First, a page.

to the growth of the contraceptive mentality which is now so evident in
countries we think of as Catholic.”
I thought that the distinction between a doctrine being taught and a
doctrine being received had deep theological significance for the nature of
the Church. But that was for another occasion, so I asked Professor Marshall
to sum up.
“The papal commission could be described as an aberration. Asking experts
from relevant disciplines to study a doctrinal question and make
recommendations had never happened before and it’s unlikely to happen
again. Yet there are so many problems. For instance, we are asked to tackle the shortage of vocations through Adoration of the Blessed Sacrament. Excellent in itself, but it should be
complemented by a full-scale commission, making use of the Church¹s full
resources clerical and lay. But I doubt if it will be.
“Frankly I am gloomy about the present prospects for the Church. The only
bright light is the growth of Eucharistic communities led by good priests.
That may be the future of the Church, as Karl Rahner suggested.”
CATHOLIC HERALD EDITORIAL 18 JULY
The world has changed a lot in the 40 years since the publication of Humanae Vitae on July 25 1968. In many countries rates of abortion, divorce, venereal disease, births out of wedlock and teenage pregnancies have increased dramatically. In spite of the feminist movement countless women serve, often involuntarily, in what is described unthinkingly as the “sex industry”. The industrialised world puts intense pressure on developing countries to impose draconian population control policies that sometimes include forced abortion and sterilisation. And early contraceptive technology has paved the way for other scientific developments such as in vitro fertilisation, cloning, genetic manipulation and embryo experimentation, all of which destroy human life in its earliest stages.
Paul VI predicted many of these developments in Humanae Vitae. And the encyclical’s supporters today often base their arguments on the terrible human costs of the sexual revolution. This is a powerful and often persuasive approach. But it has its dangers. The chief of these is that it can slide into consequentialism; in other words we present the dire consequences of the sexual revolution as the clinching argument for the truth of Humanae Vitae. It is far better for us to make the opposite argument: that the encyclical taught the truth about sexuality and that the devastating developments of the past 40 years might have been avoided if Humanae Vitae had gained widespread acceptance.
We infer that Professor John Marshall, who is interviewed on page seven, believes that Paul VI should have heeded the majority opinion of the papal commission on birth control, of which he was a founding member. We respectfully disagree. But we cannot contest the professor’s observation that “we have the unusual but very destructive dilemma of the Magisterium teaching a doctrine under authority and that doctrine not being ‘received’ by the Church as a community”. The crucial problem with Paul VI’s encyclical is that over the past 40 years we have not communicated its teachings effectively. Far too many people think of Humanae Vitae as “the encyclical that said No to contraception”, when they should see it as the encyclical that said Yes to the beauty of married love. As Pope Benedict XVI said in August 2006: “Catholicism is not a collection of prohibitions: it’s a positive option. It’s very important that we look at it again because this idea has almost disappeared today. We’ve heard so much about what is not allowed that now it’s time to say: we have a positive idea to offer.”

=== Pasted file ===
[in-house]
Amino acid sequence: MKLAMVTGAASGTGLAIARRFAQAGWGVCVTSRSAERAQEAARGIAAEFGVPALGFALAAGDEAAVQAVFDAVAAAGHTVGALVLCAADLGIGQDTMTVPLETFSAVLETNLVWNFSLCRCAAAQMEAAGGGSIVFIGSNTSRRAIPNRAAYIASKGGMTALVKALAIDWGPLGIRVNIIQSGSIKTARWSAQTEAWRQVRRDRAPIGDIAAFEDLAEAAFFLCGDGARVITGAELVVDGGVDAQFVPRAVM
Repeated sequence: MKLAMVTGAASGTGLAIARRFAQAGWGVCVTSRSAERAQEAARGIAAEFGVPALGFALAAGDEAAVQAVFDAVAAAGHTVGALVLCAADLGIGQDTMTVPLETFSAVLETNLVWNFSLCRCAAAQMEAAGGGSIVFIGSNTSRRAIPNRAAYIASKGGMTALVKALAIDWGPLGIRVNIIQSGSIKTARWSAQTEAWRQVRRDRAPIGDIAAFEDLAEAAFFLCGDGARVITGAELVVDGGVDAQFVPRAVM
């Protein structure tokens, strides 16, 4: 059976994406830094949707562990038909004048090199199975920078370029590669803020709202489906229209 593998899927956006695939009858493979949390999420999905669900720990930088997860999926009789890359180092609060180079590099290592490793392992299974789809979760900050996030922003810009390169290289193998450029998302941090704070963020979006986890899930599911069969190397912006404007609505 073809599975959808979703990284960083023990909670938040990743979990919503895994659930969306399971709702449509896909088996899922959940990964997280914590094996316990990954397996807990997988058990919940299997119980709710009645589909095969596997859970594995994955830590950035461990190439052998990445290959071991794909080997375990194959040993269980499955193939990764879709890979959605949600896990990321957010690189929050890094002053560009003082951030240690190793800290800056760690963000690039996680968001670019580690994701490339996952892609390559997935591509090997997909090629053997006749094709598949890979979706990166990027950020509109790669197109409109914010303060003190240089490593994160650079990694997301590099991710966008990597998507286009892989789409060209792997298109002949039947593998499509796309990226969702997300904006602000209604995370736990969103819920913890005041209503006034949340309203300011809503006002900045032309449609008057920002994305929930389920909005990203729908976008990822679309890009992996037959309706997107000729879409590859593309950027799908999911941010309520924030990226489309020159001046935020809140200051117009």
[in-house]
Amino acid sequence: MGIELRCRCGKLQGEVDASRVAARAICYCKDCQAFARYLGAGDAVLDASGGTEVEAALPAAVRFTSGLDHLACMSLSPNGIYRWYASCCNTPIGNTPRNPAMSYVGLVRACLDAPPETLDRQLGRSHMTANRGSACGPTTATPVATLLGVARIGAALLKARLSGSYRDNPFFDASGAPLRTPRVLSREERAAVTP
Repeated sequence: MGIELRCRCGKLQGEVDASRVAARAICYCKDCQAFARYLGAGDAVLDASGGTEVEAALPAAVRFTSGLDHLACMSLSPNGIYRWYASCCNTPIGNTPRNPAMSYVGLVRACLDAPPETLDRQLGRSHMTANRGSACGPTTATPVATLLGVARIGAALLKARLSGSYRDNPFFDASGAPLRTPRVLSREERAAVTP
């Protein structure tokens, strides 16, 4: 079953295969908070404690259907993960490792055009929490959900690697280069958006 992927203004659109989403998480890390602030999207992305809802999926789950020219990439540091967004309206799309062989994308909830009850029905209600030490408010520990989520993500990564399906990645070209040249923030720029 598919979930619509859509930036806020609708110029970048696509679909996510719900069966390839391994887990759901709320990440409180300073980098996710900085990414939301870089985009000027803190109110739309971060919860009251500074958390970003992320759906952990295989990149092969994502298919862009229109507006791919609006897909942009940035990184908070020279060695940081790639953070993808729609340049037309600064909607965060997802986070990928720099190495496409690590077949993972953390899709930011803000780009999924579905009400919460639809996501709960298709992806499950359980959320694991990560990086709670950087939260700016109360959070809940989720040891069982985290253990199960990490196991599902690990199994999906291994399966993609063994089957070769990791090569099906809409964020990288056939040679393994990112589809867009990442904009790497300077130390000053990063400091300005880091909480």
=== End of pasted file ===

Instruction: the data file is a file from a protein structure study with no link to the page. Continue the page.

Thankfully, many gifted Catholic communicators have already taken up this challenge. Christopher West and Janet E Smith, to name just two, have helped to popularise the teaching of Humanae Vitae and John Paul II’s profound Theology of the Body. Thanks to their efforts, and no doubt to the efforts of generations as yet unborn, Paul VI’s encyclical will eventually be widely seen as one of the bravest and most enduring statements of the 20th century.
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Of course the Church has settled the matter by declaring that she has no power to ordain women priests. But, given the current fuss in the Church of England about female bishops, a thought experiment seems to me to be in order. What would be the outcome of having women clergy in the Catholic Church? I don’t want to get involved in theological argument here. I have my thoughts but they are not relevant to my purpose.
We can leave aside the enormous fuss and soul searching of contemplating and accepting the change – noting however that it might be particularly trying for previous Anglicans who had crossed the great divide. But since they converted because they had recognised the one true Church (didn’t they?) it shouldn’t really trouble them more than anyone else.
And we must look beyond the first generation or so because the pioneers of big social change often have to adopt extreme measures to succeed and may therefore be untypical. But twenty or thirty years later how might things be?
I would expect women clergy to be in a minority, and heavily weighted towards the diaconate. As a generalisation women seem to be less motivated by power and authority and more inclined to look for breadth of service. A weakness and a strength. But some would have risen, and there might well be a handful of bishops. There can be no reason for refusing episcopal status to those who are already priests – other than an unevidenced belief that women are unfitted for management.
But are women unfitted for management? Given that there are so many male managers whose incompetence is flagrant, I think it likely that any woman who could get through the stained glass ceiling would have exceptional qualities. I know of no studies which reliably show that, adjusted for variables, women are poorer managers than men. I would like to hear of any good studies. And of course there are some really first class female chief executives and entrepreneurs in the world of business.